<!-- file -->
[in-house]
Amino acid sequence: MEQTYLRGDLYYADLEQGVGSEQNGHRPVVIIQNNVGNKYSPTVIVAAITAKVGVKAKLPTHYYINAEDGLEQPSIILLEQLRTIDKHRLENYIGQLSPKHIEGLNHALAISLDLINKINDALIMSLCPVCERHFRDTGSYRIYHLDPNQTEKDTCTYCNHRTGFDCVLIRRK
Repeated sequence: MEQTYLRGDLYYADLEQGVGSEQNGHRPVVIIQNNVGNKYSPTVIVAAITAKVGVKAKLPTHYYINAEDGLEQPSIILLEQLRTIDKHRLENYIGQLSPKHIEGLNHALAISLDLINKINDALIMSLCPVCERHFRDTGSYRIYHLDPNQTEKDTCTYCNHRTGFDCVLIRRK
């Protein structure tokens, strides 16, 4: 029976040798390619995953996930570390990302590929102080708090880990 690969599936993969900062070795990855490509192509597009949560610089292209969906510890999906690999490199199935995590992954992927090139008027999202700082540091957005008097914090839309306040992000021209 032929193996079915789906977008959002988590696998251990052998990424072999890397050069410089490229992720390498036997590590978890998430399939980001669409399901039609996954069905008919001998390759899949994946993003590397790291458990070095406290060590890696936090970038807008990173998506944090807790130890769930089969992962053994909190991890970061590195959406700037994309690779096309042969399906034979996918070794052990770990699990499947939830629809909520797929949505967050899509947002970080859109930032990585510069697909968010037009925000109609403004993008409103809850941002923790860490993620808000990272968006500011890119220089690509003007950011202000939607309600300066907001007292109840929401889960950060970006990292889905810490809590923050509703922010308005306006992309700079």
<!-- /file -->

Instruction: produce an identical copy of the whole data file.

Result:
[in-house]
Amino acid sequence: MEQTYLRGDLYYADLEQGVGSEQNGHRPVVIIQNNVGNKYSPTVIVAAITAKVGVKAKLPTHYYINAEDGLEQPSIILLEQLRTIDKHRLENYIGQLSPKHIEGLNHALAISLDLINKINDALIMSLCPVCERHFRDTGSYRIYHLDPNQTEKDTCTYCNHRTGFDCVLIRRK
Repeated sequence: MEQTYLRGDLYYADLEQGVGSEQNGHRPVVIIQNNVGNKYSPTVIVAAITAKVGVKAKLPTHYYINAEDGLEQPSIILLEQLRTIDKHRLENYIGQLSPKHIEGLNHALAISLDLINKINDALIMSLCPVCERHFRDTGSYRIYHLDPNQTEKDTCTYCNHRTGFDCVLIRRK
């Protein structure tokens, strides 16, 4: 029976040798390619995953996930570390990302590929102080708090880990 690969599936993969900062070795990855490509192509597009949560610089292209969906510890999906690999490199199935995590992954992927090139008027999202700082540091957005008097914090839309306040992000021209 032929193996079915789906977008959002988590696998251990052998990424072999890397050069410089490229992720390498036997590590978890998430399939980001669409399901039609996954069905008919001998390759899949994946993003590397790291458990070095406290060590890696936090970038807008990173998506944090807790130890769930089969992962053994909190991890970061590195959406700037994309690779096309042969399906034979996918070794052990770990699990499947939830629809909520797929949505967050899509947002970080859109930032990585510069697909968010037009925000109609403004993008409103809850941002923790860490993620808000990272968006500011890119220089690509003007950011202000939607309600300066907001007292109840929401889960950060970006990292889905810490809590923050509703922010308005306006992309700079």